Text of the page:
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Roads and rail: How much will it cost to fix America?

Marketplace Contributor May 12, 2017
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 A car travels over a section of roadway riddled with potholes in the Brooklyn, New York. Getty Images

Roads and rail: How much will it cost to fix America?

Marketplace Contributor May 12, 2017
 A car travels over a section of roadway riddled with potholes in the Brooklyn, New York. Getty Images
HTML EMBED:
COPY

One trillion dollars. That’s how much President Trump has pledged to invest in America’s infrastructure. That’s everything from roads and rail to schools and broadband access.

Marketplace Weekend is digging into what happens when key parts of America’s infrastructure fall apart. How does it affect our everyday lives? And who benefits when things change?

We’re compiling a list of some of the worst infrastructure problems in the country and we want to hear from you. What are you seeing in your neighborhood?

You can email us — weekend@marketplace.org — or call 800-648-5114.

There’s a lot a stake. Across the U.S. there are more than 500 “shovel-ready” projects in need of funding, which the Trump administration will choose from. 

But not all of that information has been in one place … until now.

APM Reports, American Public Media’s investigative unit, created a database of all these requests. You can check it out below.


Infrastructure projects pitched to the White House

An accounting of more than 500 infrastructure projects from every state and several U.S. territories, totaling more than $500 billion. Trump has indicated that an announcement about specific projects may come soon. The projects were submitted by the National Governor’s Association, states, the North America’s Building Trades Unions consortium, consultants and an adviser to the Trump campaign. The least expensive project is a proposal to make improvements to a short-line railroad in Louisiana. The most expensive is $45 billion gas pipeline in Alaska. APM Reports gathered the information from multiple sources.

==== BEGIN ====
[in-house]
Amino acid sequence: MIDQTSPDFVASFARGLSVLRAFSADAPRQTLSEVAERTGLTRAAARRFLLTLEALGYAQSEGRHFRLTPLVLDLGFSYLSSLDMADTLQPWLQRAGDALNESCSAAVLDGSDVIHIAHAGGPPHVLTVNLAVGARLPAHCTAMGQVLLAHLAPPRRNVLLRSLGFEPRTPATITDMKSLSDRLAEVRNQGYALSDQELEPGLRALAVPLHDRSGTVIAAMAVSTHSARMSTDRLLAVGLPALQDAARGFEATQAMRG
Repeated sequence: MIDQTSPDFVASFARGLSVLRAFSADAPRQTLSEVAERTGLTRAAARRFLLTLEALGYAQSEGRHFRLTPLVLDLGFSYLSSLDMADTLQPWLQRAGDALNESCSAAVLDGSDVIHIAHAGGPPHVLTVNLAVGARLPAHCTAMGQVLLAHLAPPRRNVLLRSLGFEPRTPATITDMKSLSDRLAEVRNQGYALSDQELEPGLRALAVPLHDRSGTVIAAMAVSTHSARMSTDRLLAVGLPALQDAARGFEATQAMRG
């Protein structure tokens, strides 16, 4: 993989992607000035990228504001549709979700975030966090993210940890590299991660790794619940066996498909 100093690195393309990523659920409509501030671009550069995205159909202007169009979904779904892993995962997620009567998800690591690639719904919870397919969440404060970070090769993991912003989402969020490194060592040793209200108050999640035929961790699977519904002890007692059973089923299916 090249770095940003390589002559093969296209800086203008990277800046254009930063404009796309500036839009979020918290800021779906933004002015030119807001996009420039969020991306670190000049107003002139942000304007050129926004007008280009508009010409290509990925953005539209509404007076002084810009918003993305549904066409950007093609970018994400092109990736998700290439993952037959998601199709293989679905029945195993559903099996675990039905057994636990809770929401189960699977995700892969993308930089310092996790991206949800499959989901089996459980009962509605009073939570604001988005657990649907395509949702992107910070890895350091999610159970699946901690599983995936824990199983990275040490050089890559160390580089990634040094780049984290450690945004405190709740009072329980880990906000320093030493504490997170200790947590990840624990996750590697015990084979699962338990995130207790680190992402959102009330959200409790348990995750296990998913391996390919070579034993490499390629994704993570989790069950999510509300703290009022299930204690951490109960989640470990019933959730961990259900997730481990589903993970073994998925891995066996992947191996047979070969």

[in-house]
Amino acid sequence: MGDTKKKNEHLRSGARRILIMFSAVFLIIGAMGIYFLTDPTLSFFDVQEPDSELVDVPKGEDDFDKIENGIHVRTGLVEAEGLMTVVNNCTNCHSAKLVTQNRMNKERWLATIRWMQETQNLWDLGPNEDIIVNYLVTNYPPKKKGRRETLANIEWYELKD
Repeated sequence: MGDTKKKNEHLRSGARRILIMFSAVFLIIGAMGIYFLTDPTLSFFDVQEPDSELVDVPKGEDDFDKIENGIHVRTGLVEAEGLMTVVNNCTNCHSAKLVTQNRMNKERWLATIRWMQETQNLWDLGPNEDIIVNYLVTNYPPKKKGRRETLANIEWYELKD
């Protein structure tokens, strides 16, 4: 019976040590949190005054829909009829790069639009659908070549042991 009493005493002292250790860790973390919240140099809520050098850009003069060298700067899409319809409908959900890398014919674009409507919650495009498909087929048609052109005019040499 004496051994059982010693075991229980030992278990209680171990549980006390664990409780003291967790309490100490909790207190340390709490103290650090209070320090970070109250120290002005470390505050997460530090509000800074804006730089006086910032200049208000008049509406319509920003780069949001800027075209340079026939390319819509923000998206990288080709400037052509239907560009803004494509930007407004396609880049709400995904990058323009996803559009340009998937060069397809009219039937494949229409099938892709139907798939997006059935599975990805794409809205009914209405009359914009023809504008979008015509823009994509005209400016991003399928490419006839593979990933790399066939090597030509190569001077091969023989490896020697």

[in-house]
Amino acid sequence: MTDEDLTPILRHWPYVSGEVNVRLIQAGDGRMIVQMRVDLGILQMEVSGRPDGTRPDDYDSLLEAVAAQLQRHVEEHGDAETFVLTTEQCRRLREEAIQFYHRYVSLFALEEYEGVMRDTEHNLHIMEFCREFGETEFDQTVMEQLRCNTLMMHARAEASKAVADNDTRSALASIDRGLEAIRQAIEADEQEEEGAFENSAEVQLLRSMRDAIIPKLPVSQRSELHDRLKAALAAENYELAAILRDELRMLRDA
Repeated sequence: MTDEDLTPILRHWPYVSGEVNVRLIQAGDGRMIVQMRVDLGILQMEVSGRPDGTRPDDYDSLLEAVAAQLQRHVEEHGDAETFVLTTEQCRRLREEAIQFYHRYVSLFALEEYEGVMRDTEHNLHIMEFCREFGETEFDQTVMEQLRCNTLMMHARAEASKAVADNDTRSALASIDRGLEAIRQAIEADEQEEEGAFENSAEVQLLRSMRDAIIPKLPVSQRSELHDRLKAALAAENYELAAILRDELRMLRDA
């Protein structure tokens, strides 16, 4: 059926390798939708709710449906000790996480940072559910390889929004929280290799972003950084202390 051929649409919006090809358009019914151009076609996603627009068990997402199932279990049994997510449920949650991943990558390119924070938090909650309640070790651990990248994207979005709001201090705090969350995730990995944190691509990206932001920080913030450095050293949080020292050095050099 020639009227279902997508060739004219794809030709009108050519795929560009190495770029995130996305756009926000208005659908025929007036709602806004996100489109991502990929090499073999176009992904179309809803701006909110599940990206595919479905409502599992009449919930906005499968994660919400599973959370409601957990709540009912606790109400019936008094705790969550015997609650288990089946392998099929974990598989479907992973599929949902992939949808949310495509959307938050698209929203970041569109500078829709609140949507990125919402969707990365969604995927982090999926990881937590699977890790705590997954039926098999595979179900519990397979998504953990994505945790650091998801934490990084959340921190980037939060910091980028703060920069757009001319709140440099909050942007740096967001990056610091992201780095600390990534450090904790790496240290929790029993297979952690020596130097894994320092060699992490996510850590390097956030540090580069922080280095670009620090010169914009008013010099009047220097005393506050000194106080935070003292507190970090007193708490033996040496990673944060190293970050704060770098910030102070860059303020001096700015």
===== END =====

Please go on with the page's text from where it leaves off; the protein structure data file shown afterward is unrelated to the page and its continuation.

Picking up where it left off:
*SOURCES AND METHODOLOGY:

Estimates: Cost estimates come from data submitted to the NGA and the Trump administration. Not every project included a cost estimate.

State: Data on infrastructure projects gathered through public records, press releases, and social media accounts. APM Reports received data from 44 states. Four states submitted projects to the NGA but did not provide APM Reports with any information: Arkansas, Delaware, Illinois, and Massachusetts. New Jersey may have submitted more projects to the NGA than noted here. State officials there released details on one project to APM Reports but declined to release data on other projects they may have submitted. Georgia and Ohio confirmed to APM Reports that they did not submit lists of projects to the NGA.

NGA: The National Governor’s Association data was compiled by the NGA and supplied to APM Reports by Dan Slane, who advised President Trump on infrastructure matters between Election Day and the inauguration.

Trump adviser: Data compiled by Dan Slane, Trump’s adviser, and was given to the Trump administrations on Inauguration Day.

Unions: Data submitted to the Trump administration by the North America’s Building Trades Unions consortium.

Infrastructure consultants: Data from the CG/LA Infrastructure Inc., a consulting firm, and The Boston Consulting Group.| APM Reports

To hear more about Marketplace Weekend’s infrastructure project, including a trip to the LA Metro’s regional connector, tune in using the audio player above. 

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